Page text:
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Commissioners to apologize to Tribes for racist remarks

By Michael Howell

At a meeting on November 27, the Ravalli County Commissioners agreed to hand deliver a letter to members of the Confederated Salish and Kootenai Tribes (CSKT) apologizing for the offensive remarks made by a member of the public at a previous meeting on November 20. At that meeting an entourage of tribal members had come, at the invitation of the County Commissioners, to discuss the commissioners’ objection to the Tribes’ proposed transfer of 58 acres of land in Ravalli County from tribal ownership into federal trust status. The meeting ended on a discordant note as Jan Wisniewski, Chairman of the Ravalli County Planning Board, made remarks about “the problem with drunken Indians.”

According to unofficial minutes of the November 20 meeting, Wisniewski stated that he had made some visits to numerous counties in Montana and the Dakotas and found that Indians from different tribes come in to non-reservation areas and get drunk and then try and run back onto the reservation so they don’t get caught. He noted that the Havre jail had about 58 [Indians in the jail].

Steve Lozar, a Tribal Council member from Polson, stated that he had come here with a good heart and was deeply offended by the remarks about drunken Indians in the Havre jail. He said it had nothing to do with what was being discussed. He said he wanted it noted for the record that he was extremely offended.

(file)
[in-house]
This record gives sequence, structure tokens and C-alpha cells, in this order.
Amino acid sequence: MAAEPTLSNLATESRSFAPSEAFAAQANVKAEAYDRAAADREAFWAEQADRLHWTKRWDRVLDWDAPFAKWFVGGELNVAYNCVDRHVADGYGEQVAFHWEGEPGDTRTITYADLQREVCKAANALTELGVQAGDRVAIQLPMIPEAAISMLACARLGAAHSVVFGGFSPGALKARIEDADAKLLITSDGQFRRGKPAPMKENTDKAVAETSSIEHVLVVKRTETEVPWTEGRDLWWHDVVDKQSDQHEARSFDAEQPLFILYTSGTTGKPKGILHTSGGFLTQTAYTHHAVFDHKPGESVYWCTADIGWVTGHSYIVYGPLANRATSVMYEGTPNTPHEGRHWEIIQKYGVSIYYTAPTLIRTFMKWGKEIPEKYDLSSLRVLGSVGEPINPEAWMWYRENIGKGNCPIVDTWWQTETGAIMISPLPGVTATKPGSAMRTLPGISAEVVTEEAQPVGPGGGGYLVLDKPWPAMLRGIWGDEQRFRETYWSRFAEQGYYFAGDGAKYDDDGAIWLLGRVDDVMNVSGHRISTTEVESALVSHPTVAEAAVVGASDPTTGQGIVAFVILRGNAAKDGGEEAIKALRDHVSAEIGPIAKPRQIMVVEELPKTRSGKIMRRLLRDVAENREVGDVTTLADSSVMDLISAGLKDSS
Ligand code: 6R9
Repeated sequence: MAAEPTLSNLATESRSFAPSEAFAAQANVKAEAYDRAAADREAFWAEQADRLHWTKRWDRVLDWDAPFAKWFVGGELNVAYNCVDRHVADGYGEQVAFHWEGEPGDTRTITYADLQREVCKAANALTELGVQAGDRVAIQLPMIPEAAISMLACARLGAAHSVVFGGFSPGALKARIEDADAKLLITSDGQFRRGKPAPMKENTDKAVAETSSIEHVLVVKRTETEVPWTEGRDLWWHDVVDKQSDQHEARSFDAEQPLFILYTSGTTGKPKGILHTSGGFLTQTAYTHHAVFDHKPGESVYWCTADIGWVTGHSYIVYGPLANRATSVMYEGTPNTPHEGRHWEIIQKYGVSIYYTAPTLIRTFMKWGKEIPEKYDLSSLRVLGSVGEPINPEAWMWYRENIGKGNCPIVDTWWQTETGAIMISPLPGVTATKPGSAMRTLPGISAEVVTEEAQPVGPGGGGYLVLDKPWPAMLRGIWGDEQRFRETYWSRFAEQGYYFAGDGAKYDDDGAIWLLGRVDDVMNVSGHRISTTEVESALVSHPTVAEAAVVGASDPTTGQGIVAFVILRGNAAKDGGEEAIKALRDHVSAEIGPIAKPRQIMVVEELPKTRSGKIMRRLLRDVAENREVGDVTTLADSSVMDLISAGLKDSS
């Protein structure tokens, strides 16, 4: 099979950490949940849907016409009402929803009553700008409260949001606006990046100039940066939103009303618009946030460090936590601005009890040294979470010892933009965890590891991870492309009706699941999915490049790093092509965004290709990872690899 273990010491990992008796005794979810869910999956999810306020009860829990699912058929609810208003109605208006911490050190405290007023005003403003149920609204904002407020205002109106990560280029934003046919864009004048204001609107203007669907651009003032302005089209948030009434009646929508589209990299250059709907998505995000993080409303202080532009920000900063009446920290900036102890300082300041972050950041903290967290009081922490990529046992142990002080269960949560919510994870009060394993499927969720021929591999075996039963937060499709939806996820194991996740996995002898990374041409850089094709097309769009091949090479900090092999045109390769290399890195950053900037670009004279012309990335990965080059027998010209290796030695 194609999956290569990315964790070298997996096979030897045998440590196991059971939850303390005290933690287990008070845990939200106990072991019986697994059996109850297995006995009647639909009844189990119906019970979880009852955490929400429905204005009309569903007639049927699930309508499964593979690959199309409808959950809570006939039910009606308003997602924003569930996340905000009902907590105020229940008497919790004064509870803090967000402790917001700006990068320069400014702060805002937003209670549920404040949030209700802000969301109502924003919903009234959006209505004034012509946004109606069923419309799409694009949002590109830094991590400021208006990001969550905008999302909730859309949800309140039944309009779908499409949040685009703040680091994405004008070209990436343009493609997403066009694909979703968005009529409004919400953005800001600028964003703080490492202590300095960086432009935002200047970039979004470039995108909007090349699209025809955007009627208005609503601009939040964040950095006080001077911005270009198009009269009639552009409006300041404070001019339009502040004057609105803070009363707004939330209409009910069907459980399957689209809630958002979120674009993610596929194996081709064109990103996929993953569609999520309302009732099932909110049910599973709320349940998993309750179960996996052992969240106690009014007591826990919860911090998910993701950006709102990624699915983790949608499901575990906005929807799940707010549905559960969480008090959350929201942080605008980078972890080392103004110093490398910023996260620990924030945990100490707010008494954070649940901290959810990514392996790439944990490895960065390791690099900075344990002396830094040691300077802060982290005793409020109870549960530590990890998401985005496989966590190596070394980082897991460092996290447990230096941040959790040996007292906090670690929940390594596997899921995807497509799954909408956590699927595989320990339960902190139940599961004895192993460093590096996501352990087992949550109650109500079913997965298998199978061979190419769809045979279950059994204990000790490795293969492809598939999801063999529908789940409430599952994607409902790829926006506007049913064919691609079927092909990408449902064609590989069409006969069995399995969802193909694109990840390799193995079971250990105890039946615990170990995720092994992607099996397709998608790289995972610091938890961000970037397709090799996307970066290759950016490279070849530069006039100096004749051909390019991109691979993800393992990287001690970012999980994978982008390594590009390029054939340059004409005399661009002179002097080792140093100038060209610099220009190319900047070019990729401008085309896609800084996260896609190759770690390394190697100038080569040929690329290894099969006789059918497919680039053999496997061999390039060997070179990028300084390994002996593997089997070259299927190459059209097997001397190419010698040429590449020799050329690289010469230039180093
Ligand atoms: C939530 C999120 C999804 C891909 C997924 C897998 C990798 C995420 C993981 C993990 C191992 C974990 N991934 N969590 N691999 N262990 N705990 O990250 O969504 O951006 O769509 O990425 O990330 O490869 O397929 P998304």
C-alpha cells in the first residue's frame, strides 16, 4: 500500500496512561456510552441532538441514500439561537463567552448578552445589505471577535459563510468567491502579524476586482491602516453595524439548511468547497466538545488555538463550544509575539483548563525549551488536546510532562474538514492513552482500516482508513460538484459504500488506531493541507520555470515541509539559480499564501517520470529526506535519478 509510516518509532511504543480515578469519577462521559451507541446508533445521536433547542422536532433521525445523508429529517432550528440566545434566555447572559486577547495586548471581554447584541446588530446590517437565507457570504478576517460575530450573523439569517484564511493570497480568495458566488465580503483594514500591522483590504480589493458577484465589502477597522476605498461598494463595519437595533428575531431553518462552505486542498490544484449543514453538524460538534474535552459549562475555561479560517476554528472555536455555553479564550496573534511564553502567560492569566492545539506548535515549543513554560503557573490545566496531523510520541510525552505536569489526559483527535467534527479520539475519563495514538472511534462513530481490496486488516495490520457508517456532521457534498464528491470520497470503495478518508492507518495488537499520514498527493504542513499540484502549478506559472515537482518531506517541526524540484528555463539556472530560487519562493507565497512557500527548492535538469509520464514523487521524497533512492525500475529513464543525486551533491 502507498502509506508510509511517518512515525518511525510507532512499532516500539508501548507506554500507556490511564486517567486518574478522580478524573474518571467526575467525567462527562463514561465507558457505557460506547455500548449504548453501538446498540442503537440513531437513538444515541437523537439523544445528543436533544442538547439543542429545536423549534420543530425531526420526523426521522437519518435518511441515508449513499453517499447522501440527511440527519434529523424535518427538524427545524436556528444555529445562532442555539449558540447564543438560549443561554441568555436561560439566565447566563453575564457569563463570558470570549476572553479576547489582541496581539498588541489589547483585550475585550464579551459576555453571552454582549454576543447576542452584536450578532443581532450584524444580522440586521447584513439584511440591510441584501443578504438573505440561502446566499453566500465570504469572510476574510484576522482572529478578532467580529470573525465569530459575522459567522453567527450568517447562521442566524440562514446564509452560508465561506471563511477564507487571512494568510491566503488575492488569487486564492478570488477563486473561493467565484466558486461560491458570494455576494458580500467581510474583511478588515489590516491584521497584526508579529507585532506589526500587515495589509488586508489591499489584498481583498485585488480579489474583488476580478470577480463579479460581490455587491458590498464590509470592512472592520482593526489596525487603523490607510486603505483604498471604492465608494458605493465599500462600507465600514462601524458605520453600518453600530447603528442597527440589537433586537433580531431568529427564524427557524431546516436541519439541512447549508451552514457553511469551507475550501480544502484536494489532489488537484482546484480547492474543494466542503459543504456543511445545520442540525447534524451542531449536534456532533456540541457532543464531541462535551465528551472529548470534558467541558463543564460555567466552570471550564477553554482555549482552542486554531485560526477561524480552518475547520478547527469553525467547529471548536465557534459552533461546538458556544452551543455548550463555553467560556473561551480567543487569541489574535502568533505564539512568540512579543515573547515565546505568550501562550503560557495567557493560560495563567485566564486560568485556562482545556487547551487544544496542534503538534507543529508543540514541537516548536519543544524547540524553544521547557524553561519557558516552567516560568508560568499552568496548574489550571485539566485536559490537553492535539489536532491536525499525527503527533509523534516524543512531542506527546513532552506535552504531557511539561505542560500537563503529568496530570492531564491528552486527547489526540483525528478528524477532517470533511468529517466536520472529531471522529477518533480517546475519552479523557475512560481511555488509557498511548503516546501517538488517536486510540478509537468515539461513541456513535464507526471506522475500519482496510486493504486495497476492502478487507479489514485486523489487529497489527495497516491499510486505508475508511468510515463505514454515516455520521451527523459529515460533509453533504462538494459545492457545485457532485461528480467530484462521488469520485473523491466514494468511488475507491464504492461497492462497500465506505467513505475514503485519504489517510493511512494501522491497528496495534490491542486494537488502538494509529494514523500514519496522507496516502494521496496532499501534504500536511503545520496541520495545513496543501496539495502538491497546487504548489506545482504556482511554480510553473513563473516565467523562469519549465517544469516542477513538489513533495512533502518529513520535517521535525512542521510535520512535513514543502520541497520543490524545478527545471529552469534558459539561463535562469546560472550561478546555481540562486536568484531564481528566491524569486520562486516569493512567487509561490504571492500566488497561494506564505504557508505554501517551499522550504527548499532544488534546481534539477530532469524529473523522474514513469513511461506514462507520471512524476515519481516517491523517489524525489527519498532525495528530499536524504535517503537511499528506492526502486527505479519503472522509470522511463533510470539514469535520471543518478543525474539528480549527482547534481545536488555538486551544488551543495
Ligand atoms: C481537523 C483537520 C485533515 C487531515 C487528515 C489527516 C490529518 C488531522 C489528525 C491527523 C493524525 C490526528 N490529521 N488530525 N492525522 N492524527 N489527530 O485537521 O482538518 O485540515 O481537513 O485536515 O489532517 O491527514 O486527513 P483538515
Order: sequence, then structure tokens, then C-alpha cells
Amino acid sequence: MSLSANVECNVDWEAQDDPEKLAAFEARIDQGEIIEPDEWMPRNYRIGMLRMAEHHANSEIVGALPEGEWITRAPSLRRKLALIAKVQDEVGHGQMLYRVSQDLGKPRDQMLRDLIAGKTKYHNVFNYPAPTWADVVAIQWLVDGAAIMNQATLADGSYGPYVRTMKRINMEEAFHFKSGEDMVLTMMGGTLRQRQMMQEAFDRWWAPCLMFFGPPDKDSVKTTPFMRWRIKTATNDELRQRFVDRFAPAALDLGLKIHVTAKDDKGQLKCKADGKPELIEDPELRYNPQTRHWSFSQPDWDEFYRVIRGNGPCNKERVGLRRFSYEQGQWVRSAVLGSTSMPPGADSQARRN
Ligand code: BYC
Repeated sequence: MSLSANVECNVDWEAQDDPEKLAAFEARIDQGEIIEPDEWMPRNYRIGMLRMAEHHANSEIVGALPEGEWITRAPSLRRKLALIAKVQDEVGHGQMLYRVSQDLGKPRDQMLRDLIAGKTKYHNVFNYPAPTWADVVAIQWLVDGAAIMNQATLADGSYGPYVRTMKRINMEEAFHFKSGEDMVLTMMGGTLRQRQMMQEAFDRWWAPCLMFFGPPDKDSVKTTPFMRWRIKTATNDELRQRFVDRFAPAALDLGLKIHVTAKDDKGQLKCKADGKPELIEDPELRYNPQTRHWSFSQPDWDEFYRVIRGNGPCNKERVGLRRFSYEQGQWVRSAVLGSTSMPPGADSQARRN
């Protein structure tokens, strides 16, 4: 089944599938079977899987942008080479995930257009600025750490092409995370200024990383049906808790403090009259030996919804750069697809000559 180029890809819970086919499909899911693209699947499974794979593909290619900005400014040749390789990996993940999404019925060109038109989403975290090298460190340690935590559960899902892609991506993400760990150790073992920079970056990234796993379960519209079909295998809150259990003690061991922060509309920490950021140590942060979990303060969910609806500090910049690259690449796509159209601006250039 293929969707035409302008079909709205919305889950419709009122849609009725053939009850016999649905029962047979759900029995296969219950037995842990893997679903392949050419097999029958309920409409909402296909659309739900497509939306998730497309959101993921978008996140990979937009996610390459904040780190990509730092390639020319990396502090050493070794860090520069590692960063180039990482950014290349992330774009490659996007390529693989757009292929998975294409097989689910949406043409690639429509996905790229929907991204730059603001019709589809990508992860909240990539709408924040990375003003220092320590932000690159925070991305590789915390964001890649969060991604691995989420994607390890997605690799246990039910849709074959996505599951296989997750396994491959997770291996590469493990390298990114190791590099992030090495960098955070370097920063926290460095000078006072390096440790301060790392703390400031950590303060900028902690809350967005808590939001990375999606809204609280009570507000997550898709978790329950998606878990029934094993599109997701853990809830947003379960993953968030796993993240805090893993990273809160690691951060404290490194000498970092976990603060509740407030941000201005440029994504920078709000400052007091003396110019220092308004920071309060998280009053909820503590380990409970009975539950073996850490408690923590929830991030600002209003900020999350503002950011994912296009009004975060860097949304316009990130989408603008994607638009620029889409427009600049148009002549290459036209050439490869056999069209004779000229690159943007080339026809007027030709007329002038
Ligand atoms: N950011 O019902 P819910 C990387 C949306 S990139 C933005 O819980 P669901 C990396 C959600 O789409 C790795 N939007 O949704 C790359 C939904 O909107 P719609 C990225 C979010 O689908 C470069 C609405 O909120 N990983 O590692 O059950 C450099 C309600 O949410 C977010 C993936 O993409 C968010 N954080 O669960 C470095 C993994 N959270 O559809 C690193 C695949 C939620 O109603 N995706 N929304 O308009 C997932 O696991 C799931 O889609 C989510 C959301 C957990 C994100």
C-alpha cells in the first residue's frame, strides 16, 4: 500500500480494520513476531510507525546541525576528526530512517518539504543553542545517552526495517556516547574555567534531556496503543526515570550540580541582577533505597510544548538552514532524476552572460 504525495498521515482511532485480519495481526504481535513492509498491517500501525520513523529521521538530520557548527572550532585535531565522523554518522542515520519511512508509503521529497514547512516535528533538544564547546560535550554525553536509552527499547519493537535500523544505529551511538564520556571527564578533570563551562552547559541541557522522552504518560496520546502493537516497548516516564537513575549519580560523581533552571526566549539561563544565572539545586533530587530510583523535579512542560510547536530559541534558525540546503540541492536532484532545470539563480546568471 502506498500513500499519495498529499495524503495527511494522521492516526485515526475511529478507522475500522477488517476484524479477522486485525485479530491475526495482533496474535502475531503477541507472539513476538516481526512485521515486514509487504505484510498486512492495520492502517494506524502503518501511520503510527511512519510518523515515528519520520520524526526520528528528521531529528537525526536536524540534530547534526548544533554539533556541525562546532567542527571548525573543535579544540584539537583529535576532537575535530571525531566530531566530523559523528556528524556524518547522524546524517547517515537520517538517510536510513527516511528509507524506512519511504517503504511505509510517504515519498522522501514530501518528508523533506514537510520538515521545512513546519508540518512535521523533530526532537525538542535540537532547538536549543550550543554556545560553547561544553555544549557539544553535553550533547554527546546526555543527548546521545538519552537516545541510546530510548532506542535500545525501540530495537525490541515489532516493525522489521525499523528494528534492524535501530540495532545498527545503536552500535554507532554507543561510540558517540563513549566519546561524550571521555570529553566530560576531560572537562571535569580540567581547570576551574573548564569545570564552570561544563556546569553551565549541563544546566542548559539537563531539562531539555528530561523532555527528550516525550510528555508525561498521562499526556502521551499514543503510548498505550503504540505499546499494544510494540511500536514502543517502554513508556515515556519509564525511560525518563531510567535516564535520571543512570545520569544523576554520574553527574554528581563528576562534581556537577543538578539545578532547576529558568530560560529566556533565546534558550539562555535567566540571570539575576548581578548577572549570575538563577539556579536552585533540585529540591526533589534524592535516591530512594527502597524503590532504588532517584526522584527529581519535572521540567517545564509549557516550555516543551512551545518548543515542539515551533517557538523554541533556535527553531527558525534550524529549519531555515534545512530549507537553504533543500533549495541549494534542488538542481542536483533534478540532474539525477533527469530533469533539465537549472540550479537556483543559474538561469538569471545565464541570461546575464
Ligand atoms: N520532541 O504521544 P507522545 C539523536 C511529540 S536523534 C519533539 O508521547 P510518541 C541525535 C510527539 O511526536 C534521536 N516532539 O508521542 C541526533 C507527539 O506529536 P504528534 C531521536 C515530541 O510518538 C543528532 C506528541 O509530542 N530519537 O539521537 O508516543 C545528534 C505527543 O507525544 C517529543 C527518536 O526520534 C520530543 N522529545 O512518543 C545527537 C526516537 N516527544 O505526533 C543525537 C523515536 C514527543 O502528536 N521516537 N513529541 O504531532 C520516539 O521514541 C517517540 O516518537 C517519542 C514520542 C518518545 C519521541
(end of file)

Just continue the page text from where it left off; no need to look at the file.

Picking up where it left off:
Commissioner Suzy Foss said that she was offended by the comments as well, and, according to the minutes, the other commissioners concurred at the time. Foss said she did not want them to leave the meeting thinking that the commission agreed with the comments made by Wisniewski.

As the entourage of tribal representatives filed out, Wisniewski stated that he wanted to clarify that what he said is factual and they can dispute it all they want, but he is just stating the facts.

Prior to public comment at the meeting, the commissioners themselves and Deputy County Attorney Howard Recht questioned the Tribes’ representatives about their proposal to place the 58 acres of land into trust status. Last April, the Commission voted to object to the transfer for a number of reasons and to file an official appeal.